About 80 risk-takers from Regina and Saskatoon stepped off a edge of a 280-foot or 25-storey Hill Tower II in Regina. It’s all in an bid to lift income for kids with disabilities to go to Camp Easter Seals.
It usually takes about 10 to 15 mins to get down a building. Every step feeling a small some-more comfortable.
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Rob Folk dressed adult like Spiderman. This is his fourth year participating in a event.
“The gift is incredible,” Folk said.
“I wish they would let me do a few some-more things, but, as shortly as we get adult there, we finish a ride, and we wish to get adult there and do it again.”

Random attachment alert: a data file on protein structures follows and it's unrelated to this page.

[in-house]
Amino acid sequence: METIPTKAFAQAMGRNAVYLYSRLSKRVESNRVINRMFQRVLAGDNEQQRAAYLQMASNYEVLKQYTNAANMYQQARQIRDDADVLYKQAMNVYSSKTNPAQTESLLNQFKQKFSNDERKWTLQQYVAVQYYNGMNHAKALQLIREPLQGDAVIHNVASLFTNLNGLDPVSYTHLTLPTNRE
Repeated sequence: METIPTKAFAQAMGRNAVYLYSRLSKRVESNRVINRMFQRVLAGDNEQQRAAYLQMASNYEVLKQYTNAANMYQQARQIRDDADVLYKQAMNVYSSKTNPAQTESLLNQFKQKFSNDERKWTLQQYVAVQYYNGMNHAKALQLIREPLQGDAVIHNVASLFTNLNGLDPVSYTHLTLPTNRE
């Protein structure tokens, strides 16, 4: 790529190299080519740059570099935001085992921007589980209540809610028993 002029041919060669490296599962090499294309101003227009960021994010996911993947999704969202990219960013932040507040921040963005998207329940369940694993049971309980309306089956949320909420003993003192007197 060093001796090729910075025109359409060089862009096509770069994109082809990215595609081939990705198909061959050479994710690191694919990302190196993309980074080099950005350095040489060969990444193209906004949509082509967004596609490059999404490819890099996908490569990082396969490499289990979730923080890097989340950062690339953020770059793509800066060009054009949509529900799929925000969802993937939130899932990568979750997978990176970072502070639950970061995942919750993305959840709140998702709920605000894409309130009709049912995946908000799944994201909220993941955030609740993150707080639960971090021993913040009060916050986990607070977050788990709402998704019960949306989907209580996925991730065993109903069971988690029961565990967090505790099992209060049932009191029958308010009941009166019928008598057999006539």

Beside him was a permitted community Global Regina anchor Blake Lough. He was invited to see what it was like to rappel down a tower.
“That was such a blast. It felt like such an assumed thing to do from that high up, though once we got down there and we had Spiderman beside me giving me some tips, so it was an overwhelming experience,” Lough said.
Participants have a idea to lift to $1,000 to go down a tower.
The income helps cover a $1,500 cost it takes to send one child to camp, that runs from Jun by August.
“Everything has ramps, a boats are permitted for circle chairs, there’s horseback roving for people with mobility issues, a swimming pool that has a ramp into it,” Saskatchewan Abilities Council’s Amy Weekes said.
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Final numbers aren’t in yet, though final year’s Easter Seals Drop Zone lifted some-more than $180,000.